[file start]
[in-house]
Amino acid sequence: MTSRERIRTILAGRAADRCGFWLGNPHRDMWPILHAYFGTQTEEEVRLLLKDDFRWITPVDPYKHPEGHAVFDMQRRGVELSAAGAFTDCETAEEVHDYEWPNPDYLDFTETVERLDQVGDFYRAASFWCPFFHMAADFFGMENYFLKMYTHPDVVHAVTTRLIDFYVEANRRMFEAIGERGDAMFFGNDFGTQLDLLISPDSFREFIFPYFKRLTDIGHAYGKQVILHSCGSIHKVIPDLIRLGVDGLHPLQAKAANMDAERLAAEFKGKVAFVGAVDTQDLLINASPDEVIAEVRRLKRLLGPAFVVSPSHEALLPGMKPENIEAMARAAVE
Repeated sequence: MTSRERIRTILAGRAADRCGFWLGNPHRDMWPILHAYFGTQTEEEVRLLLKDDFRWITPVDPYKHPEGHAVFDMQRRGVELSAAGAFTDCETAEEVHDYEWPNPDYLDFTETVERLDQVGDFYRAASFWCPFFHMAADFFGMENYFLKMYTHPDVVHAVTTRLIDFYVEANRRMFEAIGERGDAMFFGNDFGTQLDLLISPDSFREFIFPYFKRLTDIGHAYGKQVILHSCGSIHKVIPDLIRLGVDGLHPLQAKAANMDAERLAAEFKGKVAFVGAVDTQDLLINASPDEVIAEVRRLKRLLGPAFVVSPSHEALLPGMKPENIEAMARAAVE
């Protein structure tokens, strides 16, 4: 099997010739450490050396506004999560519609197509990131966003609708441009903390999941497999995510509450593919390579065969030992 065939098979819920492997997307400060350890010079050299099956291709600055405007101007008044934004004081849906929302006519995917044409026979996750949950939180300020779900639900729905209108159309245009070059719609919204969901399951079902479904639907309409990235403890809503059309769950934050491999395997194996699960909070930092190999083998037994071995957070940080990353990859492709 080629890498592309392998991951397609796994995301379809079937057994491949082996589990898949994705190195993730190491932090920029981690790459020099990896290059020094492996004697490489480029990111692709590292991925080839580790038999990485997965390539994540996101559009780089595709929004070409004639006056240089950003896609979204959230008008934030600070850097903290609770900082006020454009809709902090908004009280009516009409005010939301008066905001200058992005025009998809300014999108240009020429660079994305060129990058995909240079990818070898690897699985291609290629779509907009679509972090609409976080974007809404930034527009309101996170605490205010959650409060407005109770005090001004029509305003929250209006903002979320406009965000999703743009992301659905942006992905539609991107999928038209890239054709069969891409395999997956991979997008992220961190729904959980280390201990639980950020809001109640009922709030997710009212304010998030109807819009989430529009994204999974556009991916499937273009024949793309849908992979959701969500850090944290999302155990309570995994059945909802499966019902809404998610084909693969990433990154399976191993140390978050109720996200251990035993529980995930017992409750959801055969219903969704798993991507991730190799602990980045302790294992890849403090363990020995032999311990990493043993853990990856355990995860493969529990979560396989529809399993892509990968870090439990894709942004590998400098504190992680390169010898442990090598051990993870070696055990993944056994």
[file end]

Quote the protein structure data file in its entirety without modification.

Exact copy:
[in-house]
Amino acid sequence: MTSRERIRTILAGRAADRCGFWLGNPHRDMWPILHAYFGTQTEEEVRLLLKDDFRWITPVDPYKHPEGHAVFDMQRRGVELSAAGAFTDCETAEEVHDYEWPNPDYLDFTETVERLDQVGDFYRAASFWCPFFHMAADFFGMENYFLKMYTHPDVVHAVTTRLIDFYVEANRRMFEAIGERGDAMFFGNDFGTQLDLLISPDSFREFIFPYFKRLTDIGHAYGKQVILHSCGSIHKVIPDLIRLGVDGLHPLQAKAANMDAERLAAEFKGKVAFVGAVDTQDLLINASPDEVIAEVRRLKRLLGPAFVVSPSHEALLPGMKPENIEAMARAAVE
Repeated sequence: MTSRERIRTILAGRAADRCGFWLGNPHRDMWPILHAYFGTQTEEEVRLLLKDDFRWITPVDPYKHPEGHAVFDMQRRGVELSAAGAFTDCETAEEVHDYEWPNPDYLDFTETVERLDQVGDFYRAASFWCPFFHMAADFFGMENYFLKMYTHPDVVHAVTTRLIDFYVEANRRMFEAIGERGDAMFFGNDFGTQLDLLISPDSFREFIFPYFKRLTDIGHAYGKQVILHSCGSIHKVIPDLIRLGVDGLHPLQAKAANMDAERLAAEFKGKVAFVGAVDTQDLLINASPDEVIAEVRRLKRLLGPAFVVSPSHEALLPGMKPENIEAMARAAVE
């Protein structure tokens, strides 16, 4: 099997010739450490050396506004999560519609197509990131966003609708441009903390999941497999995510509450593919390579065969030992 065939098979819920492997997307400060350890010079050299099956291709600055405007101007008044934004004081849906929302006519995917044409026979996750949950939180300020779900639900729905209108159309245009070059719609919204969901399951079902479904639907309409990235403890809503059309769950934050491999395997194996699960909070930092190999083998037994071995957070940080990353990859492709 080629890498592309392998991951397609796994995301379809079937057994491949082996589990898949994705190195993730190491932090920029981690790459020099990896290059020094492996004697490489480029990111692709590292991925080839580790038999990485997965390539994540996101559009780089595709929004070409004639006056240089950003896609979204959230008008934030600070850097903290609770900082006020454009809709902090908004009280009516009409005010939301008066905001200058992005025009998809300014999108240009020429660079994305060129990058995909240079990818070898690897699985291609290629779509907009679509972090609409976080974007809404930034527009309101996170605490205010959650409060407005109770005090001004029509305003929250209006903002979320406009965000999703743009992301659905942006992905539609991107999928038209890239054709069969891409395999997956991979997008992220961190729904959980280390201990639980950020809001109640009922709030997710009212304010998030109807819009989430529009994204999974556009991916499937273009024949793309849908992979959701969500850090944290999302155990309570995994059945909802499966019902809404998610084909693969990433990154399976191993140390978050109720996200251990035993529980995930017992409750959801055969219903969704798993991507991730190799602990980045302790294992890849403090363990020995032999311990990493043993853990990856355990995860493969529990979560396989529809399993892509990968870090439990894709942004590998400098504190992680390169010898442990090598051990993870070696055990993944056994």